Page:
Editor’s Note: This is the third installment in a series looking at El Reno High School athletics and how booster clubs spend and track finances.
Kristen Koehler knows her volleyball program at El Reno High School does not raise as much money as some of the other sports which require more funds to operate.
However, just like those other sports, each and every penny she and her players raise is just as important.
“It's important that we have money that we can use to put things back into the program for the girls that is easily accessible for things when we need it.
“We raise money and I tell every girl, parent and booster club member the reason we raise money is that every penny goes back to the girls. We raise money so we can do things for the team as a whole or for the girls as individuals if they need it,” said Koehler.
The majority of athletic teams at El Reno operate with two financial accounts. One bank account is opened through private banking institutions under the sport's booster club's name and overseen by the club's officers.
The other account rests inside the district's activity fund, which is overseen by Shannon Ward, activity fund custodian.
Keeping track of that money, in both accounts, is something Koehler takes seriously - which she feels is her responsibility.
“As a coach it's my job to stay on top of the accounts. If I'm not, then I am not doing my job,” said Koehler.
Keeping track of the money in her team's booster club account takes more work than the activity fund, which gets audited every year by outside sources.
El Reno Public Schools does require each booster club it sanctions to submit financial records for the club once a year to be audited by Ward. Superintendent Craig McVay said Ward scans over the books for each club and keeps basic records of their income and expenditures.
However, those records are not made public according to the opinion of Julie Miller, General Council for the Oklahoma State School Boards Association (OSSBA).
“This is just her opinion, but outside booster clubs are private and not subject to the Oklahoma Open Records Act,” said McVay.
The money in each sports activity account at the school is open to public scrutiny. During the June meeting of the El Reno School Board, Ward's report on the activity fund account showed more than 80 different clubs with accounts which carried a combined closing balance of $257,829.42.
Among those accounts were 18 athletic teams, combined junior high and high school level. Those clubs had a collective closing balance of $74,730.56.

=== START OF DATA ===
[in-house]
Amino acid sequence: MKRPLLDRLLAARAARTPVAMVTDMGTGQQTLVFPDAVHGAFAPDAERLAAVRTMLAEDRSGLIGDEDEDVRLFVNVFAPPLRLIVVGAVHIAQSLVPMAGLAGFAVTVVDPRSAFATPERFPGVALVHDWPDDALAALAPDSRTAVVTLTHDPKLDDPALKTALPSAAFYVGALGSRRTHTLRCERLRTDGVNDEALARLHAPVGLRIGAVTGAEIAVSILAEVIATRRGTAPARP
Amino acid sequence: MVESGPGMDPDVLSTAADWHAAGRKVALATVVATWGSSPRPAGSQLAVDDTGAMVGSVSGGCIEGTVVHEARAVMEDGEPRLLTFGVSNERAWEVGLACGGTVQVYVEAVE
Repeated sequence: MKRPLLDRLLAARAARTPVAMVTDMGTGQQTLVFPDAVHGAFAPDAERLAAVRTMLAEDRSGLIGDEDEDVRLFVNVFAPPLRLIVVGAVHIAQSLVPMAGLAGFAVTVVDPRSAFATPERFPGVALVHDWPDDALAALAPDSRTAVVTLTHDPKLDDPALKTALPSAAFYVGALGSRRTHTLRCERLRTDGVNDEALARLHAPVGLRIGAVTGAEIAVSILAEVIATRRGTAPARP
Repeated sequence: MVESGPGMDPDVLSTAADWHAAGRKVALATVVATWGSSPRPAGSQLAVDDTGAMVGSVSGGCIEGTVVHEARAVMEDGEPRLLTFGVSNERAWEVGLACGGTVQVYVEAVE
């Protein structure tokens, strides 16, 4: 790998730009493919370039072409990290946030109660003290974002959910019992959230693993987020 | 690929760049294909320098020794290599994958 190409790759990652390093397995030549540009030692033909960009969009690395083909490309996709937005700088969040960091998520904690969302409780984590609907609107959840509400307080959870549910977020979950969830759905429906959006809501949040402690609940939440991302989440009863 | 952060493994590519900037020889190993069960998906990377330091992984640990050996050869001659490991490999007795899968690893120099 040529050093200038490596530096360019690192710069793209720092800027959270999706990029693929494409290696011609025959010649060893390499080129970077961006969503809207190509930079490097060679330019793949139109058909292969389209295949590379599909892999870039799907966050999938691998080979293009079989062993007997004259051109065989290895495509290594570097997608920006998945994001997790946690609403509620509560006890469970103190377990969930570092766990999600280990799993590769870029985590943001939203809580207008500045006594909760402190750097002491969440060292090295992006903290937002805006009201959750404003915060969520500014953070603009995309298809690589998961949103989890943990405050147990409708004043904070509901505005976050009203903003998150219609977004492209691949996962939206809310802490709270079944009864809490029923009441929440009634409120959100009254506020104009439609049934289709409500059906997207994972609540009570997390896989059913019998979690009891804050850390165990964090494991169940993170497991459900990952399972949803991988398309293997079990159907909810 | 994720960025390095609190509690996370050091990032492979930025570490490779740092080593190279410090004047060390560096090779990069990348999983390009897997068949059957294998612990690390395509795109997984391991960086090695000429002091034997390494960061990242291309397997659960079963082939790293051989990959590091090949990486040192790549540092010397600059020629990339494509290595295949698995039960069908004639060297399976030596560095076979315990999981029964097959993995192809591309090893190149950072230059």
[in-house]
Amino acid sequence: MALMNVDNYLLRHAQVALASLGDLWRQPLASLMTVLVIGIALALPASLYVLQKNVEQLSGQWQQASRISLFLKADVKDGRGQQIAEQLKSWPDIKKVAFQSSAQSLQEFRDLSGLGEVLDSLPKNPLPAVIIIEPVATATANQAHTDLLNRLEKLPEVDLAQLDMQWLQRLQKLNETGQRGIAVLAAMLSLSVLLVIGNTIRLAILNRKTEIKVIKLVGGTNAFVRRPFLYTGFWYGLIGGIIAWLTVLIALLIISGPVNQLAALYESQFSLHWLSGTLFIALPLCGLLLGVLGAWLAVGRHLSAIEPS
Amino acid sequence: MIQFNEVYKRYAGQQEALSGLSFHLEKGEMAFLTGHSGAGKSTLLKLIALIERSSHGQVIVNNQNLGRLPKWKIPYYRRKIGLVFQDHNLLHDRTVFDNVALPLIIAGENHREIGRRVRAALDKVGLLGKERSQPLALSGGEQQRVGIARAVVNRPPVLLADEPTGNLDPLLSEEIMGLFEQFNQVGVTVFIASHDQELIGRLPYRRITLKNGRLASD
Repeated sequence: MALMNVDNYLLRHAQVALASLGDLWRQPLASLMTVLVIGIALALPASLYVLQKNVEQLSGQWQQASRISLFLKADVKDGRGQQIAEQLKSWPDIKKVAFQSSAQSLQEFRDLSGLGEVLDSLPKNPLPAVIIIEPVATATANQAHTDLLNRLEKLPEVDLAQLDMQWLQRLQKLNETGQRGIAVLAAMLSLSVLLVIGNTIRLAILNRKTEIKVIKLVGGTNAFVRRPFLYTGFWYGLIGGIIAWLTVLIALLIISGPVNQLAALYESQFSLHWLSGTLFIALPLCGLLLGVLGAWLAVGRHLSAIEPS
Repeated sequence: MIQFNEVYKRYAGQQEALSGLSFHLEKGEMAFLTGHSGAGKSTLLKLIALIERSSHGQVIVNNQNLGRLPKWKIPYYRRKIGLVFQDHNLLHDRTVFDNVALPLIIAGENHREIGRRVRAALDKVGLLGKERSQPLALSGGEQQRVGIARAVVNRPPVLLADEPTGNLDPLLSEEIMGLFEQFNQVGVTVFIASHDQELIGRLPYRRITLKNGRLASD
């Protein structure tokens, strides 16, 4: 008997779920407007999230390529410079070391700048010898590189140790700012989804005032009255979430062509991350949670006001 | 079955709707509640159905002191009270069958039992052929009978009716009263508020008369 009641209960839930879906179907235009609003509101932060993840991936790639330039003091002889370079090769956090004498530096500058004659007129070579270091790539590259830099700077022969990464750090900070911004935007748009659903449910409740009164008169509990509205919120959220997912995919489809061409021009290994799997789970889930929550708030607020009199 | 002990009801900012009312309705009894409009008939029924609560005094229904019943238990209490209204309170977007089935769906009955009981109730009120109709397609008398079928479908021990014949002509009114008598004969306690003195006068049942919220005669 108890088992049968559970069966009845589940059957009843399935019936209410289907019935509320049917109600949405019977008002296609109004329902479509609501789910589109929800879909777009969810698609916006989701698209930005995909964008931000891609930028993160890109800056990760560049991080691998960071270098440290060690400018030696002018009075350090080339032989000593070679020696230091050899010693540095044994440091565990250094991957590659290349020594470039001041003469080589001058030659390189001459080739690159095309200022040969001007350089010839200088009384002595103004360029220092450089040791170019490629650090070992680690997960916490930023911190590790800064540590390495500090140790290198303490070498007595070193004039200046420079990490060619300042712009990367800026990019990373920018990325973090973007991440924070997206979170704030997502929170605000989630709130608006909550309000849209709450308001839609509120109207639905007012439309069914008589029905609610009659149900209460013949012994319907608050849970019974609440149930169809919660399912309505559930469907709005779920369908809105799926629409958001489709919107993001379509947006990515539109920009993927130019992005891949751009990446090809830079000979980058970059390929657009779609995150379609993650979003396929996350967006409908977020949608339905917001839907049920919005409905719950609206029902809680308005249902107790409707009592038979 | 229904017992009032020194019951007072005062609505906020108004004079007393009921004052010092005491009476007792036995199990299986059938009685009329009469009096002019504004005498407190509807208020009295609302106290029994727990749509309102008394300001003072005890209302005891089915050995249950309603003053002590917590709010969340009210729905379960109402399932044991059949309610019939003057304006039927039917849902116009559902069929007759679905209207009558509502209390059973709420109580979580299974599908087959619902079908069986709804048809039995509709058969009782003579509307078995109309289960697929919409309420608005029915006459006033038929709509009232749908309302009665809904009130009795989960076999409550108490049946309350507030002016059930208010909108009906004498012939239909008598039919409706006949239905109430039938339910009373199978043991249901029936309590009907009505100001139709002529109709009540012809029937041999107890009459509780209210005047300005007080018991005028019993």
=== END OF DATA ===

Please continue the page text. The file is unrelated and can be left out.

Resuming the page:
Like most of the sports, Koehler says she uses her district account to make larger purchases in which her program can save on taxes. She referred to the AcuSpike machine the volleyball program purchased last year in conjunction with the athletic department, booster club and a grant from the El Reno Public Schools Foundation.
“We did it that way because it was a big piece of volleyball equipment that we knew we would never have in our budget. We ran it through the activity fund account because of the price and that it was partly paid for by the athletic department and the grant.
“Our booster club made a donation of about $1,200 to our activity account and the school paid $1,000 and the grant was around $900. The total cost was about $3,000,” said Koehler.
She also referred to the 2017 purchase of uniforms for the junior high program due to an influx of new players.
“We ran that through the activity fund account because we had the time,” said Koehler.
Tracking booster club funds
Koehler said the money for volleyball's portion of the AcuSpike machine and the uniforms was approved by her club officers, which is something she must have done in advance of such purchases.
“As a coach I just can't go out and buy something. I have to have it approved by the president and the treasurer,” said Koehler.
Every sanctioned club must submit both a list of officers and bylaws to the school each year. Koehler says her club's way to tracking money may be different from other sports, but it's a system that works best for her program.
“It's changed a lot since my first year of coaching. That first season the booster club did not do a lot. As we have grown, I've found out what works best for us.
“Coaching stability has brought stability to our booster club and we are always trying to find ways to make things better for the girls every year,” said Koehler.
Koehler says volleyball's method of tracking booster club money is simple, but with one major kicker - she is kept in the loop 12 months out of the year.